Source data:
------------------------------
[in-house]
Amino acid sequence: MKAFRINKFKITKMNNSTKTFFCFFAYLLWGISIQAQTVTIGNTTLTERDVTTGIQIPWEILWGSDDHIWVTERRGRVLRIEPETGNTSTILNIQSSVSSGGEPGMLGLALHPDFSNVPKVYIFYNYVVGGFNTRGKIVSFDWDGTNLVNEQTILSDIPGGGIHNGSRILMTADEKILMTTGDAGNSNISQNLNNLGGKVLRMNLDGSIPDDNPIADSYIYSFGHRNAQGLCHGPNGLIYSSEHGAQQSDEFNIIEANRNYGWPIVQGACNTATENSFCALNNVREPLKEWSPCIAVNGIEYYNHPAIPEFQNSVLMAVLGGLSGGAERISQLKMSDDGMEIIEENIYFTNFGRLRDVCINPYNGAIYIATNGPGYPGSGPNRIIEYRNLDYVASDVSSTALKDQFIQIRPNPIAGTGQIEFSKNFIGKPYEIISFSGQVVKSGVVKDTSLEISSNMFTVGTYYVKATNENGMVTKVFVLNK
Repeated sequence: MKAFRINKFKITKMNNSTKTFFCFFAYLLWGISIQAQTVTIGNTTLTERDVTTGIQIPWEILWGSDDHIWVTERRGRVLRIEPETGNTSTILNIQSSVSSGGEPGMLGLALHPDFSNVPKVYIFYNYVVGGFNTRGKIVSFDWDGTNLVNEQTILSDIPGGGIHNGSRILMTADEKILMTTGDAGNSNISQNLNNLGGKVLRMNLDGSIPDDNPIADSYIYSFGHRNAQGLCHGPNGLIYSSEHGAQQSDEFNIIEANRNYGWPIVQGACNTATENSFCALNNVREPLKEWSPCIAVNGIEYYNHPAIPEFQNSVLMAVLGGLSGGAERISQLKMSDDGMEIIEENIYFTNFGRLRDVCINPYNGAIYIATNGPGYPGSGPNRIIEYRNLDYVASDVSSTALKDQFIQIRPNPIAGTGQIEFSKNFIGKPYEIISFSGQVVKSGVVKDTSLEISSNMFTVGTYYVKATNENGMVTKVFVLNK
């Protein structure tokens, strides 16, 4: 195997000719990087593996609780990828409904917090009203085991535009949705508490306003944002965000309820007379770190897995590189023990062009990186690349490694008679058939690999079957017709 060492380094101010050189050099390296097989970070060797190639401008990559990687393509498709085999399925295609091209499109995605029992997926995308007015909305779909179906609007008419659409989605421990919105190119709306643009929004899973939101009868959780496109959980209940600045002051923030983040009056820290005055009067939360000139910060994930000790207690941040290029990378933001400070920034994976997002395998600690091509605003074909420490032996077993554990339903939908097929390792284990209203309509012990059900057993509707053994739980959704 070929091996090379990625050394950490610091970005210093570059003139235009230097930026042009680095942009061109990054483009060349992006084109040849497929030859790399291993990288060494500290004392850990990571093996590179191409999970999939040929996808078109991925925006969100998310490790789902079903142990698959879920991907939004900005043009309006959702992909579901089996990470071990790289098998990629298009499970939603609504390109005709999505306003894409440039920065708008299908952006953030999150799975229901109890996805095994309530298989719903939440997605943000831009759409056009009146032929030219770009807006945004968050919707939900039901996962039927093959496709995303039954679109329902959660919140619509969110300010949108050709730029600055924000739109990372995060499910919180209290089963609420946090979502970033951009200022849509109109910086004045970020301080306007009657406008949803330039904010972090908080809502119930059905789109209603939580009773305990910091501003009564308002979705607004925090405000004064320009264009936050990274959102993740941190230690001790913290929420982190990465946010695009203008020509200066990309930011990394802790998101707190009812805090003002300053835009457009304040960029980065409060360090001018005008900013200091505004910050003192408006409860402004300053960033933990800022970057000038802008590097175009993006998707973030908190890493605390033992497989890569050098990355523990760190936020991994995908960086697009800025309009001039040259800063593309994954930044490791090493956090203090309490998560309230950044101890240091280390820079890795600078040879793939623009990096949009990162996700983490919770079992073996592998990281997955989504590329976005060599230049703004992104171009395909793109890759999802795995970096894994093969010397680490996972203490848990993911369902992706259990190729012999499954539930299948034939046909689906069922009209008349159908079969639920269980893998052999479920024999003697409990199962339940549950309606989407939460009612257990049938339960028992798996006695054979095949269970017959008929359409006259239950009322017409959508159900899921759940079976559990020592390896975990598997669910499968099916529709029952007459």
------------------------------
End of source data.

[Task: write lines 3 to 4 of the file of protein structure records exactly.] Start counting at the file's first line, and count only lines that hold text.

Repeated sequence: MKAFRINKFKITKMNNSTKTFFCFFAYLLWGISIQAQTVTIGNTTLTERDVTTGIQIPWEILWGSDDHIWVTERRGRVLRIEPETGNTSTILNIQSSVSSGGEPGMLGLALHPDFSNVPKVYIFYNYVVGGFNTRGKIVSFDWDGTNLVNEQTILSDIPGGGIHNGSRILMTADEKILMTTGDAGNSNISQNLNNLGGKVLRMNLDGSIPDDNPIADSYIYSFGHRNAQGLCHGPNGLIYSSEHGAQQSDEFNIIEANRNYGWPIVQGACNTATENSFCALNNVREPLKEWSPCIAVNGIEYYNHPAIPEFQNSVLMAVLGGLSGGAERISQLKMSDDGMEIIEENIYFTNFGRLRDVCINPYNGAIYIATNGPGYPGSGPNRIIEYRNLDYVASDVSSTALKDQFIQIRPNPIAGTGQIEFSKNFIGKPYEIISFSGQVVKSGVVKDTSLEISSNMFTVGTYYVKATNENGMVTKVFVLNK
């Protein structure tokens, strides 16, 4: 195997000719990087593996609780990828409904917090009203085991535009949705508490306003944002965000309820007379770190897995590189023990062009990186690349490694008679058939690999079957017709 060492380094101010050189050099390296097989970070060797190639401008990559990687393509498709085999399925295609091209499109995605029992997926995308007015909305779909179906609007008419659409989605421990919105190119709306643009929004899973939101009868959780496109959980209940600045002051923030983040009056820290005055009067939360000139910060994930000790207690941040290029990378933001400070920034994976997002395998600690091509605003074909420490032996077993554990339903939908097929390792284990209203309509012990059900057993509707053994739980959704 070929091996090379990625050394950490610091970005210093570059003139235009230097930026042009680095942009061109990054483009060349992006084109040849497929030859790399291993990288060494500290004392850990990571093996590179191409999970999939040929996808078109991925925006969100998310490790789902079903142990698959879920991907939004900005043009309006959702992909579901089996990470071990790289098998990629298009499970939603609504390109005709999505306003894409440039920065708008299908952006953030999150799975229901109890996805095994309530298989719903939440997605943000831009759409056009009146032929030219770009807006945004968050919707939900039901996962039927093959496709995303039954679109329902959660919140619509969110300010949108050709730029600055924000739109990372995060499910919180209290089963609420946090979502970033951009200022849509109109910086004045970020301080306007009657406008949803330039904010972090908080809502119930059905789109209603939580009773305990910091501003009564308002979705607004925090405000004064320009264009936050990274959102993740941190230690001790913290929420982190990465946010695009203008020509200066990309930011990394802790998101707190009812805090003002300053835009457009304040960029980065409060360090001018005008900013200091505004910050003192408006409860402004300053960033933990800022970057000038802008590097175009993006998707973030908190890493605390033992497989890569050098990355523990760190936020991994995908960086697009800025309009001039040259800063593309994954930044490791090493956090203090309490998560309230950044101890240091280390820079890795600078040879793939623009990096949009990162996700983490919770079992073996592998990281997955989504590329976005060599230049703004992104171009395909793109890759999802795995970096894994093969010397680490996972203490848990993911369902992706259990190729012999499954539930299948034939046909689906069922009209008349159908079969639920269980893998052999479920024999003697409990199962339940549950309606989407939460009612257990049938339960028992798996006695054979095949269970017959008929359409006259239950009322017409959508159900899921759940079976559990020592390896975990598997669910499968099916529709029952007459």